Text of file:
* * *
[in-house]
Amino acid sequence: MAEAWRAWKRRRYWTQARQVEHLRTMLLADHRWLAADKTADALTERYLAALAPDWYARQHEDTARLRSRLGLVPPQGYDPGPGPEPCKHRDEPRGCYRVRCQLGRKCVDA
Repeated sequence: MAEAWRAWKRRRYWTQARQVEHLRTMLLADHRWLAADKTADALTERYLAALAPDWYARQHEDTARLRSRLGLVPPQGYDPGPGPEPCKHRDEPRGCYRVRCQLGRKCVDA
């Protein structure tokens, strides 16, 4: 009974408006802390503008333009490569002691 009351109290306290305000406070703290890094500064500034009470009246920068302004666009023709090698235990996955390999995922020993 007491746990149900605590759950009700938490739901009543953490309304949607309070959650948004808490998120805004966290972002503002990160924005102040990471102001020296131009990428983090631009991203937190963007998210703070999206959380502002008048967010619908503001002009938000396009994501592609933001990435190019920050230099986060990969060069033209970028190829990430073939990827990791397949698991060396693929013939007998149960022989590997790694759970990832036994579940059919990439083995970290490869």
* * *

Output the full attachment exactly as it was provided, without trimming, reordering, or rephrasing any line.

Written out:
[in-house]
Amino acid sequence: MAEAWRAWKRRRYWTQARQVEHLRTMLLADHRWLAADKTADALTERYLAALAPDWYARQHEDTARLRSRLGLVPPQGYDPGPGPEPCKHRDEPRGCYRVRCQLGRKCVDA
Repeated sequence: MAEAWRAWKRRRYWTQARQVEHLRTMLLADHRWLAADKTADALTERYLAALAPDWYARQHEDTARLRSRLGLVPPQGYDPGPGPEPCKHRDEPRGCYRVRCQLGRKCVDA
């Protein structure tokens, strides 16, 4: 009974408006802390503008333009490569002691 009351109290306290305000406070703290890094500064500034009470009246920068302004666009023709090698235990996955390999995922020993 007491746990149900605590759950009700938490739901009543953490309304949607309070959650948004808490998120805004966290972002503002990160924005102040990471102001020296131009990428983090631009991203937190963007998210703070999206959380502002008048967010619908503001002009938000396009994501592609933001990435190019920050230099986060990969060069033209970028190829990430073939990827990791397949698991060396693929013939007998149960022989590997790694759970990832036994579940059919990439083995970290490869």